If you go
› What: “Camelot.”
› When: 8 p.m. Fridays-Saturdays, June 17-18, 24-25, July 1-2 and 8-9; 7 p.m. Thursday, June 23; 2:30 p.m. Sunday, June 26.
› Where: Chattanooga Theatre Centre, 400 River St.
› Admission: $35 opening night, $30 remaining nights. Some $15 tickets available for the Thursday and Sunday performances.
› Phone: 423-267-8534.
Friday, June 17: Opening night gala, 7 p.m.
Thursday, June 23: Real-time captioning for deaf and hard-of-hearing patrons
Friday, June 24: Ghostlight/talk back with cast and director
Friday, July 8: Girls Night Out with complimentary drinks and snacks, 7 p.m.
Come for the show, stay for the fireworks
Audience members attending the Saturday, June 18, performance of “Camelot” are invited to stay after the show to watch Riverbend’s fireworks finale. Guests will have a front-row seat for the fireworks show from the theater’s riverfront patio.
Show tickets are $30, and parking is guaranteed in the CTC lot for $4. Parking is free for theater subscribers.
Call the box office at 423-267-8534 between 9 a.m. and 5 p.m. Tuesday-Friday for tickets, or get them online at TheatreCentre.com.
What might a mash-up of a Lerner and Loewe medieval musical and the 1960s era of the Kennedy administration look like?
Find out when "Camelot" opens Friday, June 17, in the Circle Theatre of the Chattanooga Theatre Centre for 10 performances. This fresh look resets the classic musical, which debuted in 1960, into the cocktail culture popularized by the TV series "Mad Men."
Combining the two was an idea that grew in director Scott Dunlap's mind as he researched the 55-year-old musical. Unknown to Dunlap, the same comparison was evolving in the mind of CTC Executive Director George Quick as well.
"Both Scott and I had this idea that a reimagined production of 'Camelot' set in the Kennedy era could be really good storytelling," says Quick. "We thought that because 'Camelot' was Jack and Jackie Kennedy's favorite musical, and since that administration was frequently referred to as Camelot, there was definitely something there to be mined."
"I found that Alan Jay Lerner and John F. Kennedy were actually in [high] school together, they were on their school's yearbook staff together," says Dunlap. The two men also attended Harvard University together.
"They were contemporaries, and often we forget that. I thought the fact they knew each other was interesting because the Kennedy White House was often referred to as Camelot. Then there is the quote from Jackie Kennedy after JFK's assassination about 'Camelot is over,'" says Dunlap.
That quote was made by the former first lady during an interview with Life magazine a week after Kennedy's assassination. The first lady revealed she and her late husband enjoyed listening to the cast album of "Camelot" at bedtime and that he particularly liked the title song's last lines: "Don't let it be forgot that once there was a spot, for one brief shining moment that was known as Camelot."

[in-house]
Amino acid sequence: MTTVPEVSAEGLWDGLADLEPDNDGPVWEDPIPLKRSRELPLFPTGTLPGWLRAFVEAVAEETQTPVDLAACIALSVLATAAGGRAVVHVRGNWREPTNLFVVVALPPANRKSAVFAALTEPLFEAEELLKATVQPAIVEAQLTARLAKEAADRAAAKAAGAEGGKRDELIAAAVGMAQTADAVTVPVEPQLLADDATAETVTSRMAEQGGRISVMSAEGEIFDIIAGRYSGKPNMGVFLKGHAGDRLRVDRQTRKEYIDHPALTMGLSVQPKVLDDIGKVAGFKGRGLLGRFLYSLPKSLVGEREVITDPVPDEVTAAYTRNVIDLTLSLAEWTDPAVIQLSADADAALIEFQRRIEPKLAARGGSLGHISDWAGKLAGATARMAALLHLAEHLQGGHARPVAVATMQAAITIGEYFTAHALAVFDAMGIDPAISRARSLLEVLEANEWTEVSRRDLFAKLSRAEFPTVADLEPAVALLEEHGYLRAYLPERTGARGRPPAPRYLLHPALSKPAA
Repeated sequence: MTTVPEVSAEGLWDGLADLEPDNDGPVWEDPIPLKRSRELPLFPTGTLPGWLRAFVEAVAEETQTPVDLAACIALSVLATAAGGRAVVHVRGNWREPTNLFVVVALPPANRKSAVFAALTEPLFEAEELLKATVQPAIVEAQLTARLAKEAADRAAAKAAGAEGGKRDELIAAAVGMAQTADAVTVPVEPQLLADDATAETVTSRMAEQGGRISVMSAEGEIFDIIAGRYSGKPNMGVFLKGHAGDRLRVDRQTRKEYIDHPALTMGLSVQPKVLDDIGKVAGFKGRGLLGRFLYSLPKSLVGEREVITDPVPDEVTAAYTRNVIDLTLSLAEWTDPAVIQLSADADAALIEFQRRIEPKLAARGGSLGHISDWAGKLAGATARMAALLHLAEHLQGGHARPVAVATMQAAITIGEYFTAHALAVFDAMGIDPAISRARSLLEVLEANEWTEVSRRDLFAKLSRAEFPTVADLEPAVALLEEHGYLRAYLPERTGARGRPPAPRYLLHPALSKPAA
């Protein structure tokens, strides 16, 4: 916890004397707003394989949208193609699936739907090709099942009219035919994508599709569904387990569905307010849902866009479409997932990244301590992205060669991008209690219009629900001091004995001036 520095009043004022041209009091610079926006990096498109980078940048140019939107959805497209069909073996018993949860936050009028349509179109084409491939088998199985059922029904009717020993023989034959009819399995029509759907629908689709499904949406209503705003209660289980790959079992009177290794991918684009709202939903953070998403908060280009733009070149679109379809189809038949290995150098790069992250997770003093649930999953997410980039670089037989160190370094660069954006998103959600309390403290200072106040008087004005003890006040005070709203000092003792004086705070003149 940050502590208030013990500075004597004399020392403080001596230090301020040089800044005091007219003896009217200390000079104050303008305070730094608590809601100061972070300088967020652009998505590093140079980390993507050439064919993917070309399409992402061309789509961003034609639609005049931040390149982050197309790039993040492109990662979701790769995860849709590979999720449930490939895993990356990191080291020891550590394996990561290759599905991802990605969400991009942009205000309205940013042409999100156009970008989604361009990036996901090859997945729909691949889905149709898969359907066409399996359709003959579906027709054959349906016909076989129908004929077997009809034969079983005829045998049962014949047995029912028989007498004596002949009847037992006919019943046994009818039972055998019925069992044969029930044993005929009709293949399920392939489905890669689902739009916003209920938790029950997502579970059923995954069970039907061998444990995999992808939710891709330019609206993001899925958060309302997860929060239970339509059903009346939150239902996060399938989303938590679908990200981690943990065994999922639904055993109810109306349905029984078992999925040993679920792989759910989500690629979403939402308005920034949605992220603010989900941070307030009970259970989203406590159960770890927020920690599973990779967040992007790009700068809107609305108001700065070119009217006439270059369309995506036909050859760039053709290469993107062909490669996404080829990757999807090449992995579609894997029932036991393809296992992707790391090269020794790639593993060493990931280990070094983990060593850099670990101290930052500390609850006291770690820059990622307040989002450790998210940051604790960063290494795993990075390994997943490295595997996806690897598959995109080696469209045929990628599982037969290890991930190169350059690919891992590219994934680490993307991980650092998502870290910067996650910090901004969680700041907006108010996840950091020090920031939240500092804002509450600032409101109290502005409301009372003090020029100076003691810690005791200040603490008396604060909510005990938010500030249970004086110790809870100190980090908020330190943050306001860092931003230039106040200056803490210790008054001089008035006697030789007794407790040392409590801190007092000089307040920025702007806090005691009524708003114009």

She was then quoted as saying, "There will be great presidents again, but there will never be another Camelot" — a statement credited for planting the seeds of comparison between that decade's popular musical and the Kennedy White House.
Dunlap has set Arthur's court in the 1960s with sets and costumes that look right out of "Mad Men." Don't be surprised if Guenevere steps onstage in a pillbox hat instead of the Middle Ages' cone-shaped hennin.
"I tried to blend the federal with midcentury for sets," says Dunlap. "The set has a little feeling of a government building with its classical architecture, mixing that with midcentury. But the audience will see nods to the Middle Ages, too. For example, flags from different countries in a circle, much like the knights of Middle Ages carried banners for their houses. The fact the show is in the Circle is a little nod to the roundtable."
Dunlap also discovered that fashion of the 1960s seemed influenced by the Middle Ages and the popularity of "Camelot."
"The hemlines were severely shorter in the '60s, but there is a flash of gold, or ornate embroidery, right down the middle of dress fronts, which if they were longer would look exactly like something Guenevere would have worn. Even the men had the Beatles' pointed shoes, which were very much like men would have worn, and the tapered pants legs mirrored tights," he says.
All Frederick Loewe's beloved songs from the musical are here but may be performed with a different tempo, made to sound more like a folk song of the '60s or backed by a jazz trio. Tim Hinck's talent was tapped to write these arrangements.
Scott Shaw is cast as Arthur, and Megan Cobb is his Guenevere. Jeremy Campbell is making his CTC debut as Lancelot. John Hammons plays Merlyn, and Joshua Harrell is the scheming Mordred. The full cast includes 17 actors.
Both Quick and Dunlap think audiences will be intrigued by this new interpretation.
"It lets the audience hear and see the story in a new light. It doesn't change the meaning. It just emphasizes the way you hear and see it," Quick explains.
Audiences can expect to see the same love story/triangle between Arthur, Guenevere and Lancelot play out, presented by a "really strong cast" says Quick.
"Theater is telling a story, and every storyteller tells it their way," Dunlap says.
Contact Susan Pierce at firstname.lastname@example.org.